The NDAA, Indefinite Detention, and the American Gulag

Representative Buck McKeon and Senator John McCain ought to be deeply ashamed of themselves. Deeply, deeply ashamed. They enshrined in United States law the concept of the Gulag. And they are not the only ones. 322 Members of the House, and another 93 Members of the Senate, voted this monstrosity into existence. And even President Obama, who signed the bill into law. All of these people should be ashamed.

I think he should have vetoed the bill. I think that the Congress should have stripped out the parts dealing with detention.

I understand the need to keep enemy combatants from going back to battle. We captured Germans, Italians, Japanese, and others in WWII. But the difference is that we returned those prisoners at the end of the war.

It is not arguable that we were in a war in Iraq (the legality and ethics challenge of that war are another other discussion altogether). We invaded the country, and then occupied it. But we are gone now. The prisoners we took out of Iraq should either be charged with a crime, tried, and convicted or not, in a civilian court. Or they should be released back to Iraq.

The same should happen in Afghanistan when we are done there.

I’ve seen the argument that we are in a “global war on terror”. I don’t buy that; just because we call it a war does not make it one. War is between nations, not nations and terrorists. Terrorists are criminals not bound by the conventions of war. If they are killed during operations, that’s OK. But if they are captured, then they need to be charged and tried.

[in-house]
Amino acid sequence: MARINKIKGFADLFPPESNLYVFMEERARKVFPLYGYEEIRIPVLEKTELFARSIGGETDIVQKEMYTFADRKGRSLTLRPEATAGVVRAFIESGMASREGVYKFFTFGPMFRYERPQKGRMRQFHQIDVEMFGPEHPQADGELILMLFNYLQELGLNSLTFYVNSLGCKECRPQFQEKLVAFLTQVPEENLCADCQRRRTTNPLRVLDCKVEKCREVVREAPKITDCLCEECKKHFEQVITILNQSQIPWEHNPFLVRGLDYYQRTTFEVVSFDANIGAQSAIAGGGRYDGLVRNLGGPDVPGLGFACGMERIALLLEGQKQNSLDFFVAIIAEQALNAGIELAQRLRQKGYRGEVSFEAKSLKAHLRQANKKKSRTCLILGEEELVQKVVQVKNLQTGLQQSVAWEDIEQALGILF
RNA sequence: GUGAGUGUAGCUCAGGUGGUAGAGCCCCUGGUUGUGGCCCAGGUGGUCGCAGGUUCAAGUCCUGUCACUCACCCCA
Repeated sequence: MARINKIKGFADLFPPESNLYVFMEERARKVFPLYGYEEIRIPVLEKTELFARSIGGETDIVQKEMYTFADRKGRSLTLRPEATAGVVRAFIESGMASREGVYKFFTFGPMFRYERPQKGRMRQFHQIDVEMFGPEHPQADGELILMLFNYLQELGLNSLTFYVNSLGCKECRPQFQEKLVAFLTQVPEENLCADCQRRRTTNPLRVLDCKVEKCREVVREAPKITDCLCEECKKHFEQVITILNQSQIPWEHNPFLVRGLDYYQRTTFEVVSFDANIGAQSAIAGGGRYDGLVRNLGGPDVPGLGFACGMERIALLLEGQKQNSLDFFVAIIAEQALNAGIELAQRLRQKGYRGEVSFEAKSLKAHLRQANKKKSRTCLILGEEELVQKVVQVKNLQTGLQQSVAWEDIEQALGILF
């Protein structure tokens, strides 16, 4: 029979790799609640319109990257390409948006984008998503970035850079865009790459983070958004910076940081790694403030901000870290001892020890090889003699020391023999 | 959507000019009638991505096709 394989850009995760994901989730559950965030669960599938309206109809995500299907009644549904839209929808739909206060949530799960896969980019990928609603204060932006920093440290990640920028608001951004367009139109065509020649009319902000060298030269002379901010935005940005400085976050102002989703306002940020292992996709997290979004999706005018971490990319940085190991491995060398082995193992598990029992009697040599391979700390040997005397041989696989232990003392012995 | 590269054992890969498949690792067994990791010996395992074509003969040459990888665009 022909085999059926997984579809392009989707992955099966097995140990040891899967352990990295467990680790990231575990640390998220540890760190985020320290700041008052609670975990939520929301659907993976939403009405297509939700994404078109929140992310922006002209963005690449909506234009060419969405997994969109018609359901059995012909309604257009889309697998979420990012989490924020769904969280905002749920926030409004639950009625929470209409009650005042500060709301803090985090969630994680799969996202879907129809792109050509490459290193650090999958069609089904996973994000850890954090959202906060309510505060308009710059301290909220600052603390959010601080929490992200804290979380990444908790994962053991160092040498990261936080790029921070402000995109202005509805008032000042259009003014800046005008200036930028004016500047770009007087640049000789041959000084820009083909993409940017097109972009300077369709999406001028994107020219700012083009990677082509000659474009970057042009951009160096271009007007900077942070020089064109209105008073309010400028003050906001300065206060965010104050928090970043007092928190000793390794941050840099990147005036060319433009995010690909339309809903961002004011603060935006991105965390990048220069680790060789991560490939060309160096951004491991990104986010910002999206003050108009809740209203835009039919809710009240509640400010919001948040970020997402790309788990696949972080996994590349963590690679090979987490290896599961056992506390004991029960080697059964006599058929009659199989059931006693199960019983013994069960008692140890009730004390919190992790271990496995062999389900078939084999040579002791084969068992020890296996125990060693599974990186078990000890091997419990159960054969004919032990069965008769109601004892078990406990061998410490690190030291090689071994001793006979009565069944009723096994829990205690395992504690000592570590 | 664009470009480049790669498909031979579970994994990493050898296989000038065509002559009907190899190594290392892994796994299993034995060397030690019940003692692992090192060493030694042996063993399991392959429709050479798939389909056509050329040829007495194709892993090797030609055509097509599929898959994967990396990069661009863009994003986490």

And once charged, since they are charged with crimes under USC, not the UCMJ, they need to be tried in civilian courts.

And in no way should they be held without charges and trial indefinately.

It amazes me that terrorists put so much terror into some people. Some, like McCain apparently, think that some people are “too dangerous to try”. What a load of crap. It’s political posturing.

One of the reasons this country was founded was that the King of England was trampling on individual liberties here. It’s no difference between King George and the Congress and the President; both are trampling on individual liberties.

The detention provisions should never have been introduced in Congress. The Congress (both the House and the Senate) should never have allowed the provisions to be included in the NDAA. The NDAA should have been rejected, and should have been vetoed. The detention provisions should have been stripped out post-veto.

The detention provisions are contrary to American liberty and tradition, and should not be in law.

President Obama had a signing statement that vowed he will not follow that part of the NDAA. That’s fine, but he should have vetoed the bill and had the detention provisions removed.

What happens after Obama’s term ends? The next President is not bound by Obama’s signing statement. The mere fact that the law allows indefinite detention means that some President, someday, will use it.

There is an analysis of the provisions of the bill (Part 1 and Part 2) here.

Fight back against this, people. It’s the future of the country that is at stake.

“They came for xxxxx, and I did nothing”…

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